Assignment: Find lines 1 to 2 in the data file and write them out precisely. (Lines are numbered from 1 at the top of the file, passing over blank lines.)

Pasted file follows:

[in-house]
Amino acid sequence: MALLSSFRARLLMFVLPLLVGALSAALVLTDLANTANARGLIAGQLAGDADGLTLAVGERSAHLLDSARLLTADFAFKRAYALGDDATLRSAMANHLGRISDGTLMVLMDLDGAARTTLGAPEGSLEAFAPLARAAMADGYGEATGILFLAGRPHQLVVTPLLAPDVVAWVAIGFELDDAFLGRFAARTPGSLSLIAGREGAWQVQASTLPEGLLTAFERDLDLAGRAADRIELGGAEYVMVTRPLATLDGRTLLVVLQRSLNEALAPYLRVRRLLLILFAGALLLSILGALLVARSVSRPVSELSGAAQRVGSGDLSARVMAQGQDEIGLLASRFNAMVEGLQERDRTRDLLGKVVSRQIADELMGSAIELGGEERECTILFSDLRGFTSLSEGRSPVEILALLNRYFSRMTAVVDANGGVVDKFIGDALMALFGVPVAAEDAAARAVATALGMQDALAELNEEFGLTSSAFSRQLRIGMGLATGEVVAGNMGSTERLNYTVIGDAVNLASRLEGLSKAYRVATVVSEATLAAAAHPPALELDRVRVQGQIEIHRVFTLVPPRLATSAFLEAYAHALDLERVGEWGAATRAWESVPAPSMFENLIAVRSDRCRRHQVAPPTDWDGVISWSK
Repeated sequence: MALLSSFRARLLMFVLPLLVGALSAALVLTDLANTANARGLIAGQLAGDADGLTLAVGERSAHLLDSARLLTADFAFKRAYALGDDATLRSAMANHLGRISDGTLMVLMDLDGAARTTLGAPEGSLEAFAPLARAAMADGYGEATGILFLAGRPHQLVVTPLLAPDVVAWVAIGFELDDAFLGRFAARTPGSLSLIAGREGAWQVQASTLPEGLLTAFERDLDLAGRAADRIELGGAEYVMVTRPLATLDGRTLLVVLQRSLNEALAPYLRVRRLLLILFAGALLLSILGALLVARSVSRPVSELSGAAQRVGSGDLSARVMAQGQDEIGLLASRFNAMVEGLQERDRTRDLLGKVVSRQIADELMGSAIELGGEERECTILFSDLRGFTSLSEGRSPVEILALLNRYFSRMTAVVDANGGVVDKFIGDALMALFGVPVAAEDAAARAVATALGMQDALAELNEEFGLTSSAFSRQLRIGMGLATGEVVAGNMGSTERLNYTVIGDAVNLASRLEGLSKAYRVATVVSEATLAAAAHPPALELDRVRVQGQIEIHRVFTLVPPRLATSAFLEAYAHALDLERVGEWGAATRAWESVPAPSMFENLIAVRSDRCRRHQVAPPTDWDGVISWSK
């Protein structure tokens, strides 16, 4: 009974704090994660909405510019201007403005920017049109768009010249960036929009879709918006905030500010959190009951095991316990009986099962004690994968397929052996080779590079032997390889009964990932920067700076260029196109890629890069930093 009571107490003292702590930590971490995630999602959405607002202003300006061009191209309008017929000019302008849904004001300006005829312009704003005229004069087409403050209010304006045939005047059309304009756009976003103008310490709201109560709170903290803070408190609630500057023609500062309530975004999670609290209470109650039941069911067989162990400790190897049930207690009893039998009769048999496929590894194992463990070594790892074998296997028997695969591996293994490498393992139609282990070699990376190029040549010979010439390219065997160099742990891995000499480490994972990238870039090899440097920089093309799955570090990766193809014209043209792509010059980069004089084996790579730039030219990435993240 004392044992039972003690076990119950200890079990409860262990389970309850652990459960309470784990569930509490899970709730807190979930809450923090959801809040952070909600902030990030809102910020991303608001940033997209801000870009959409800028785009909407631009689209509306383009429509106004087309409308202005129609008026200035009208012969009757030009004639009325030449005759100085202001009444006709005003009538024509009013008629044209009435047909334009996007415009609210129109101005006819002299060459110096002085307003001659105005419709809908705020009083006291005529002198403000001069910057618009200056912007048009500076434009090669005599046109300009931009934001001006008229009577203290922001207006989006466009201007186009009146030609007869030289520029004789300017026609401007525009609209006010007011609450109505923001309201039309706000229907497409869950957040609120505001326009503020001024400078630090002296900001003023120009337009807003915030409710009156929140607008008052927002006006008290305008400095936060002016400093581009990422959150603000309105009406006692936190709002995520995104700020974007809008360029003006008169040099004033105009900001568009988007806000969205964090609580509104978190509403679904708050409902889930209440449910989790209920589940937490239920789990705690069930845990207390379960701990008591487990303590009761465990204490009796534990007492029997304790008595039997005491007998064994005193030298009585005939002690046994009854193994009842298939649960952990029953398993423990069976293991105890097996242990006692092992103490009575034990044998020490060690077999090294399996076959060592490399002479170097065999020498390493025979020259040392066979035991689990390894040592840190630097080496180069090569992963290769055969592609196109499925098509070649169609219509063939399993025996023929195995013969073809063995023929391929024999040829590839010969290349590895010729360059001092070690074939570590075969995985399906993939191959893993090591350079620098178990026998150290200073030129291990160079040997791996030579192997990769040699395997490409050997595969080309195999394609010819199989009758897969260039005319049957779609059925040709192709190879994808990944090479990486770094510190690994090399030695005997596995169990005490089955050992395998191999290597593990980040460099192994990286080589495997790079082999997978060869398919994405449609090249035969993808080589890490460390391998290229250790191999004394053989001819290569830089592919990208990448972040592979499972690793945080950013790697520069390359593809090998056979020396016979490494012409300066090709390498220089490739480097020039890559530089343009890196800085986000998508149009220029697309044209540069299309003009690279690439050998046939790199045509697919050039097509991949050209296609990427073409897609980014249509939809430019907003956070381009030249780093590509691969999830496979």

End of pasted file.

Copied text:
[in-house]
Amino acid sequence: MALLSSFRARLLMFVLPLLVGALSAALVLTDLANTANARGLIAGQLAGDADGLTLAVGERSAHLLDSARLLTADFAFKRAYALGDDATLRSAMANHLGRISDGTLMVLMDLDGAARTTLGAPEGSLEAFAPLARAAMADGYGEATGILFLAGRPHQLVVTPLLAPDVVAWVAIGFELDDAFLGRFAARTPGSLSLIAGREGAWQVQASTLPEGLLTAFERDLDLAGRAADRIELGGAEYVMVTRPLATLDGRTLLVVLQRSLNEALAPYLRVRRLLLILFAGALLLSILGALLVARSVSRPVSELSGAAQRVGSGDLSARVMAQGQDEIGLLASRFNAMVEGLQERDRTRDLLGKVVSRQIADELMGSAIELGGEERECTILFSDLRGFTSLSEGRSPVEILALLNRYFSRMTAVVDANGGVVDKFIGDALMALFGVPVAAEDAAARAVATALGMQDALAELNEEFGLTSSAFSRQLRIGMGLATGEVVAGNMGSTERLNYTVIGDAVNLASRLEGLSKAYRVATVVSEATLAAAAHPPALELDRVRVQGQIEIHRVFTLVPPRLATSAFLEAYAHALDLERVGEWGAATRAWESVPAPSMFENLIAVRSDRCRRHQVAPPTDWDGVISWSK